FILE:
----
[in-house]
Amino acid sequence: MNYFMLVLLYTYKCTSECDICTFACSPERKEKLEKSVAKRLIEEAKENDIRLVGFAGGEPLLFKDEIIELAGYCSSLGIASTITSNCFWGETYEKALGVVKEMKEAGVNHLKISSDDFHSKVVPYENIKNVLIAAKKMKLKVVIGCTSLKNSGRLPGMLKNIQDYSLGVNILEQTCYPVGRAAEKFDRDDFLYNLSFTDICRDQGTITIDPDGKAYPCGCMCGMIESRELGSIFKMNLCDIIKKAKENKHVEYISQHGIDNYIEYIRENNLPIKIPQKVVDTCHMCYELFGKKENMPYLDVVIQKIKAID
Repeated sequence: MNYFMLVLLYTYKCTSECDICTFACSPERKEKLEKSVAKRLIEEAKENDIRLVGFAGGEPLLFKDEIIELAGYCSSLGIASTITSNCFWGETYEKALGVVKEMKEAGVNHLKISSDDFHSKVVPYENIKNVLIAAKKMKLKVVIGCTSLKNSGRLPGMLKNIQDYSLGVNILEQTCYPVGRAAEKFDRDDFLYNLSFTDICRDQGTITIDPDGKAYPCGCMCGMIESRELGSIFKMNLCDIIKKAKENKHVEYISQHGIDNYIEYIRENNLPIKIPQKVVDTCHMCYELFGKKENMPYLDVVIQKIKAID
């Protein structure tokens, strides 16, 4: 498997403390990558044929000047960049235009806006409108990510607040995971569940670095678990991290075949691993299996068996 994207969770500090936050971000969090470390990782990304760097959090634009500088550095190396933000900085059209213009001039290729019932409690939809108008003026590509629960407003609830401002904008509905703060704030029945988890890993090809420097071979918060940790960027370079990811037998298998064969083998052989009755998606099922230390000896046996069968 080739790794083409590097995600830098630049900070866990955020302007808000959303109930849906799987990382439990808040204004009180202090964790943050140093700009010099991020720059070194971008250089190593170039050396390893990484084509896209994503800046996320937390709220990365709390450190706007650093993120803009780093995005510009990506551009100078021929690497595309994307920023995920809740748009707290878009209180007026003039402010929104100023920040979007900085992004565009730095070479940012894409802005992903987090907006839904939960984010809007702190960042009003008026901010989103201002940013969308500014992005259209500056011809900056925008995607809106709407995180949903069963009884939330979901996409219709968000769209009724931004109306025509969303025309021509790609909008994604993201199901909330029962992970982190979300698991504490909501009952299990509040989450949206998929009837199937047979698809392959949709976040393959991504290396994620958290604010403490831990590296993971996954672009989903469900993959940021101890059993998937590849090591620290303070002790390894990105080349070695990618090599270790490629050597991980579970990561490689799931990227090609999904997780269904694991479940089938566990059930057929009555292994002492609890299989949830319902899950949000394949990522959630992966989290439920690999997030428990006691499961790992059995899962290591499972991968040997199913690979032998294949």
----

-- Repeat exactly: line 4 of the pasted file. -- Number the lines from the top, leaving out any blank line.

């Protein structure tokens, strides 16, 4: 498997403390990558044929000047960049235009806006409108990510607040995971569940670095678990991290075949691993299996068996 994207969770500090936050971000969090470390990782990304760097959090634009500088550095190396933000900085059209213009001039290729019932409690939809108008003026590509629960407003609830401002904008509905703060704030029945988890890993090809420097071979918060940790960027370079990811037998298998064969083998052989009755998606099922230390000896046996069968 080739790794083409590097995600830098630049900070866990955020302007808000959303109930849906799987990382439990808040204004009180202090964790943050140093700009010099991020720059070194971008250089190593170039050396390893990484084509896209994503800046996320937390709220990365709390450190706007650093993120803009780093995005510009990506551009100078021929690497595309994307920023995920809740748009707290878009209180007026003039402010929104100023920040979007900085992004565009730095070479940012894409802005992903987090907006839904939960984010809007702190960042009003008026901010989103201002940013969308500014992005259209500056011809900056925008995607809106709407995180949903069963009884939330979901996409219709968000769209009724931004109306025509969303025309021509790609909008994604993201199901909330029962992970982190979300698991504490909501009952299990509040989450949206998929009837199937047979698809392959949709976040393959991504290396994620958290604010403490831990590296993971996954672009989903469900993959940021101890059993998937590849090591620290303070002790390894990105080349070695990618090599270790490629050597991980579970990561490689799931990227090609999904997780269904694991479940089938566990059930057929009555292994002492609890299989949830319902899950949000394949990522959630992966989290439920690999997030428990006691499961790992059995899962290591499972991968040997199913690979032998294949």